02 July 2012

How to be a published writer: Step 1

Step 1: Write.

Write a lot. Or as much as you can. This is not new advice; just about any writer will tell you that the first step to getting published is to write a lot. What I hope to add to the conversation are some ideas about what might be keeping you from writing and how to get around those barriers.

Do you neglect to write because you have performance anxiety? I have a tendency to put an enormous amount of pressure on myself to write something fabulous every time I sit down. The effect is that it keeps me from writing anything at all. Don't get discouraged when what you produce isn't as good as you want it to be or isn't doing what you want it to do; keep writing anyway.

I found this talk by Ira Glass helpful; he basically says that writers, to start out, are people with good taste whose writing doesn't measure up to their taste. A lot of writers give up early. It's only by continuing to write that our talent starts to catch up with our taste.

I would never have finished the novella last month had I not kept saying to myself, "It's time to sit down and write some bad sentences. Just do it. Just write one bad sentence, and then another, and then another..." And I did! And then I looked back and discovered that most of my sentences weren't as bad as I'd feared.

My brother, who is an incredibly intelligent person as well as talented artist, once said to me that the reason he's not discouraged by the fact that what ends up on the page is not the same as what is in his head is because at some point, you have to stop looking at what it isn't and start to appreciate it for what it is. In other words, stop looking at the gaps between your vision and the reality, and start seeing what's really there. Because what's really there has value too that you will completely miss unless you're paying attention.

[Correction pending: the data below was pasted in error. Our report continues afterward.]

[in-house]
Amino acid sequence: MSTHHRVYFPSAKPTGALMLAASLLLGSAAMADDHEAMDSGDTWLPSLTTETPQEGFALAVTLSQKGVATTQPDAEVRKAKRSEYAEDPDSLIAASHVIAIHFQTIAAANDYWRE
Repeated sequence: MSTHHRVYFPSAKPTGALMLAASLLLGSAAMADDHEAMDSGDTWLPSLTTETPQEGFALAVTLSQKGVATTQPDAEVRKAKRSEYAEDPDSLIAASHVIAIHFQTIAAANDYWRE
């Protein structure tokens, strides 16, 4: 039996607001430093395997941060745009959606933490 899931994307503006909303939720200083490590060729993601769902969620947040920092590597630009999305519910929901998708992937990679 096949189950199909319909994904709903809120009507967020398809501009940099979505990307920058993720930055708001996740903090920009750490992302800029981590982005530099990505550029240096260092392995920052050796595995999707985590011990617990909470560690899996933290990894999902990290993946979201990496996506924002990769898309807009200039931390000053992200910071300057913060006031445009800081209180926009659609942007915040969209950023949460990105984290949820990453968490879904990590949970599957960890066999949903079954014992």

Another idea that's been helpful to me is that writing is about practice--or even better, play--rather than performance. If I tell myself that I'm just practicing, that helps to relieve the pressure of producing something good. Play is even better; it adds a sense of fun and discovery.

Sometimes my barrier to writing is not having a specific, inviting audience in mind. If I think I'm writing for anyone, or for no one in particular, I vacillate between over-thinking every word (what are all the possible ways this could be taken?) and getting depressed because no one will care to read what I have written. Having a support network helps a lot: kind, generous, encouraging readers who actually care about what you're writing. This could be a writing class, a writing group, a couple of friends or family members who are always interested in reading your work, or a developmental editor who "gets" you (ahem, ahem, points at self).

(Note: This is the first in a series of short posts about how to get published.)


  1. I like the advice to view writing as "play". I take myself so dang seriously! I really do need to tone it down a notch and remember that THIS IS SUPPOSED TO BE FUN! Thanks for reminding me! :)

    1. I would do well to remember that too, Andi. I have some kind of mental block, some kind of message I've internalized that insists that if I'm having fun it can't be good or I can't be doing it right. What rubbish! Makes me wish I'd been born on Ursula K. LeGuin's fictional planet Anarres, where there's one word that means both "work" and "play."

  2. Hi Sione, we met on Twitter and you asked how my writing is going these days... Well, I suffer from 'performance anxiety' too and I agree that write a lot is the solution. We start to like some of our bad sentences because they exist and we can finally move on. Speak soon.

    1. Hi, Ana. Do you ever find, when you go back later, that those "bad sentences" were not as bad as you originally thought? That happens to me...though maybe it is just what you say, that I like them simply because they exist. =*)

      How do you get over the performance anxiety enough to start writing?